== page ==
Friday, August 17, 2012

24 August 2012: Public finance of tuberculosis treatment in India: an extended cost-effectiveness analysis

Ramanan Laxminarayan
Princeton University

Cost-effectiveness evaluations of health interventions assess the cost
per unit of health gained from the intervention. A typical finding
would be that it costs about $1,000 to avert a death from tuberculosis
(TB) using modern drug treatments. A separate question, much less
frequently addressed, is the economic attractiveness of different
instruments for implementing an intervention in a population. Such
instruments can include mass campaigns or conditional cash transfers
to encourage treatment seeking, and partial to total public finance
for a specific intervention. Our purpose here is to develop methods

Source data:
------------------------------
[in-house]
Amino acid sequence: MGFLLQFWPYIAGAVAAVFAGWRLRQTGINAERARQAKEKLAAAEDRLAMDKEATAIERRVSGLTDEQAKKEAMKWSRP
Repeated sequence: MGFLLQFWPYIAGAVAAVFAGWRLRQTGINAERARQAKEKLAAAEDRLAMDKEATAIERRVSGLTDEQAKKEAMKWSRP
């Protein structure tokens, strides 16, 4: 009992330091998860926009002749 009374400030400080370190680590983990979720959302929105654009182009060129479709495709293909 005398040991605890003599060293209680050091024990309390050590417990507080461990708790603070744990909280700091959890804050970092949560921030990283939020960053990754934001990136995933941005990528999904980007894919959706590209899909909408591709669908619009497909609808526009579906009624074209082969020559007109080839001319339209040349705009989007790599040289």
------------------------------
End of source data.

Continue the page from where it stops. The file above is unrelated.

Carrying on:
for the economic evaluation of alternative implementation instruments
through the example of universal public finance (UPF) as an
instrument. We label this approach, extended cost-effectiveness
analysis or ECEA, and illustrate our methods while taking the example
of TB treatment in India to assess three dimensions of consequences:
the level and distribution (across wealth quintiles) of the burden of
disease averted, of the net consequences of taxation and private
expenditures averted, and of the value of insurance provided. Using
plausible values for key parameters we find health gains to be
substantial and concentrated among the poor; the insurance value and
the net consequences of taxation and private expenditures averted to
vary with key assumptions.

Date: August 24, 2012
Time: 11:30 A.M.

Seminar Room 2
Indian Statistical Institute Delhi Centre,
7, S. J. S. Sansanwal Marg,
New Delhi-110016 (INDIA)


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